But even if Project Ijtihad is launched from the West, it cannot stop in the West. People throughout the Islamic world need to know of their God-given right to think for themselves.

In the Islamic world, renewing ijtihad might start with liberating the entrepreneurial talents of Muslim women through micro-business loans. The Qur’an states that women are subject to men’s authority only if men spend money to "maintain" women. So if a woman earns her own assets, as did the Prophet Muhammad’s beloved first wife, Khadija, she can make decisions for herself.

Sound like a fantasy? Then consider this example. A journalist told me about meeting a woman in Kabul who took a tiny loan from a non-governmental organization. She started a candle-making business and, with her earnings, became literate.

For the first time ever, this woman read the Qur’an for herself rather than relying on local imams to select the passages she would see. She learned that the Qur’an gives all women the right to reject marriage. And if women choose marriage, the Qur’an advises them to draft contracts protecting their rights as equal creatures of God.

She recited these passages to her husband, who had been abusing her for years. Since then, he has not laid an unwanted finger on her. Could it be that what the United Nations has identified as key deficits in the Arab Muslim world — the deficits of knowledge, freedom and women’s empowerment — might all benefit from rediscovering ijtihad? The possibility begs for our attention.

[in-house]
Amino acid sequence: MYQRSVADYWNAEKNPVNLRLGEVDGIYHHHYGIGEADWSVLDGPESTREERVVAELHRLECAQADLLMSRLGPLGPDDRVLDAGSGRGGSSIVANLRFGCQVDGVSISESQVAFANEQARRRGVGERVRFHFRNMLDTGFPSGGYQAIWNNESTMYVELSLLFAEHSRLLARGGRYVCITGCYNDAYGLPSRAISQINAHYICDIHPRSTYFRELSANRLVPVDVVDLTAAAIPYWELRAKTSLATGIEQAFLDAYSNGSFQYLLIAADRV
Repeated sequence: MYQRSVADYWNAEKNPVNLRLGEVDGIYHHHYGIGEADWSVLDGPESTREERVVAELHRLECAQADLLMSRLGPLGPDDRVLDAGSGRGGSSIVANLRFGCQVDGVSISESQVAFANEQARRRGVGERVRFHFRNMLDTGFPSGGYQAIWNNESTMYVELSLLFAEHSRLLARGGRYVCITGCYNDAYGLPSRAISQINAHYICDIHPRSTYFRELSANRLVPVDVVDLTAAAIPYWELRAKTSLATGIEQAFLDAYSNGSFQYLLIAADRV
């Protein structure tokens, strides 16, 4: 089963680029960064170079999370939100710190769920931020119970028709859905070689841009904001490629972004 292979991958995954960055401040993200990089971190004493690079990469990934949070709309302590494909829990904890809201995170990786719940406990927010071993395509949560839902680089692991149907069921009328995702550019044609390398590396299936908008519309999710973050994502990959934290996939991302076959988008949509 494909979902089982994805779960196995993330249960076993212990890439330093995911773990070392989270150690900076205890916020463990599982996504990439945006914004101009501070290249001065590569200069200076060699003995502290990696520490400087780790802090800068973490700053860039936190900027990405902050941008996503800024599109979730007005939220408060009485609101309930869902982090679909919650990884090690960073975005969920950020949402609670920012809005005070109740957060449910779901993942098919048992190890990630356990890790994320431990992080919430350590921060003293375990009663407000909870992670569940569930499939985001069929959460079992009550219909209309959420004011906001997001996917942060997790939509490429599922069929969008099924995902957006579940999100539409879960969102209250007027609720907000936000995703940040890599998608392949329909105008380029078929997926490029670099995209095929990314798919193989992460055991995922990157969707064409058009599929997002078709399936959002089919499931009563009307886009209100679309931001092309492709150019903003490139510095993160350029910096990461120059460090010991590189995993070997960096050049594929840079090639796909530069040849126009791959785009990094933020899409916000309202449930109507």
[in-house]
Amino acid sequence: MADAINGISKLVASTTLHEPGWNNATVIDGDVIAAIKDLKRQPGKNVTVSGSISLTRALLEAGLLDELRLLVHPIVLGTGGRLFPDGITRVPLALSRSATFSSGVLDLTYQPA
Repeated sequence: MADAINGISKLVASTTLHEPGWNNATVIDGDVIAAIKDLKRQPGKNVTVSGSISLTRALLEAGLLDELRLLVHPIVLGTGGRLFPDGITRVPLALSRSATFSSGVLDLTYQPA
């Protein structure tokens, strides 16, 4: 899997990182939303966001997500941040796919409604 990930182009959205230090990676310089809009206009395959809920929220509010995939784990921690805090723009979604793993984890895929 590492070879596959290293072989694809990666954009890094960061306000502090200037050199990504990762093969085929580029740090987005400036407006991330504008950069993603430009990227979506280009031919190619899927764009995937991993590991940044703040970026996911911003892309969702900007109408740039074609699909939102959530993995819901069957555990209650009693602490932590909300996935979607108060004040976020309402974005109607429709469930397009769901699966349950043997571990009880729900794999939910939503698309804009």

Project Ijtihad is strengthened by the voices of others who are encouraging Muslims to change. Consider the words of Dr. Taj Hargey, chairman of the Muslim Educational Centre at Oxford in the UK. During the recent controversy over whether Muslim women in Britain should veil, he wrote: “In contrast to a blind acceptance of specific 7th-Century tribal Arabian dress and cultural norms, which have no eternal scriptural endorsement (as believers are required only to be modest), modern Muslims should revive the Islamic principle of ijtihad to interpret the faith for themselves.”
A senior fellow with the European Foundation for Democracy, Irshad Manji is author of the New York Times bestseller "The Trouble with Islam Today," creator of the PBS documentary, “Faith Without Fear” and founder of Project Ijtihad, an international network of reform-minded Muslims.

In full

http://newsweek.washingtonpost.com/..._defense_for_interfait.html?hpid=opinionsbox1


http://www.myspace.com/projectijtihad
 
#2